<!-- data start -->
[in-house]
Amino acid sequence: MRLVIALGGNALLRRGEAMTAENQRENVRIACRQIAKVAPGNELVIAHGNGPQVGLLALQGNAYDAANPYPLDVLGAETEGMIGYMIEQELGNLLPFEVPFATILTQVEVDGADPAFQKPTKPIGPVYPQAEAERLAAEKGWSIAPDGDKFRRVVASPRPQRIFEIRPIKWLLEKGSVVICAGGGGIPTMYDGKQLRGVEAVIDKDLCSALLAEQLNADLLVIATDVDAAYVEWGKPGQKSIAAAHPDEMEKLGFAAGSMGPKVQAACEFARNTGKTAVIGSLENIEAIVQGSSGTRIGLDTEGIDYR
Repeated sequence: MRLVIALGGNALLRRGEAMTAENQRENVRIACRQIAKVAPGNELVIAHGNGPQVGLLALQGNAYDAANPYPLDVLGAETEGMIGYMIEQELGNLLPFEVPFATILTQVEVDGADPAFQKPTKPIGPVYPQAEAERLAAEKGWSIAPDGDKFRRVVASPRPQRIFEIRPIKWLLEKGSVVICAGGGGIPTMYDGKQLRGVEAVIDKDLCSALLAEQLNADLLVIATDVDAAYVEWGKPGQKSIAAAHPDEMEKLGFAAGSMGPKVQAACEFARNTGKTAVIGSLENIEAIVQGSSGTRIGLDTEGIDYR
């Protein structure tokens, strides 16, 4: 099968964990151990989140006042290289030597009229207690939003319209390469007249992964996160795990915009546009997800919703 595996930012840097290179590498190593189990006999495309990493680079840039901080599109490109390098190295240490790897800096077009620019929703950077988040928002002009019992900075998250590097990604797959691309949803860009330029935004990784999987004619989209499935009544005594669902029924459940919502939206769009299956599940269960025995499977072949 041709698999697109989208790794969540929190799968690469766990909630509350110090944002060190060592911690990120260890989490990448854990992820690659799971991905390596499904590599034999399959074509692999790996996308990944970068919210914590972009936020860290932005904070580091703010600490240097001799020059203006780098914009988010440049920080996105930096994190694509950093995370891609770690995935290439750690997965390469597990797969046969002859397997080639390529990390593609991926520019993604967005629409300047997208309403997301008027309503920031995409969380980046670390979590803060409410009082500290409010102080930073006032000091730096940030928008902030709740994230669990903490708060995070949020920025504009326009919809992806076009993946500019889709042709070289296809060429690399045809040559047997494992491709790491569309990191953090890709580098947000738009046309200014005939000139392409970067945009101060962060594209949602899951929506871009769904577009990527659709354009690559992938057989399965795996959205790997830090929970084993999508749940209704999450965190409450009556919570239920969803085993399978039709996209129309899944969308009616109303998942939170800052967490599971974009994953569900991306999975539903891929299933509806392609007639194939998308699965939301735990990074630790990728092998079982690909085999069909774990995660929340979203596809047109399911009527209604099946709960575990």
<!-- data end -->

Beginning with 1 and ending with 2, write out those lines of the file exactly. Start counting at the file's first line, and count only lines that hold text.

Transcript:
[in-house]
Amino acid sequence: MRLVIALGGNALLRRGEAMTAENQRENVRIACRQIAKVAPGNELVIAHGNGPQVGLLALQGNAYDAANPYPLDVLGAETEGMIGYMIEQELGNLLPFEVPFATILTQVEVDGADPAFQKPTKPIGPVYPQAEAERLAAEKGWSIAPDGDKFRRVVASPRPQRIFEIRPIKWLLEKGSVVICAGGGGIPTMYDGKQLRGVEAVIDKDLCSALLAEQLNADLLVIATDVDAAYVEWGKPGQKSIAAAHPDEMEKLGFAAGSMGPKVQAACEFARNTGKTAVIGSLENIEAIVQGSSGTRIGLDTEGIDYR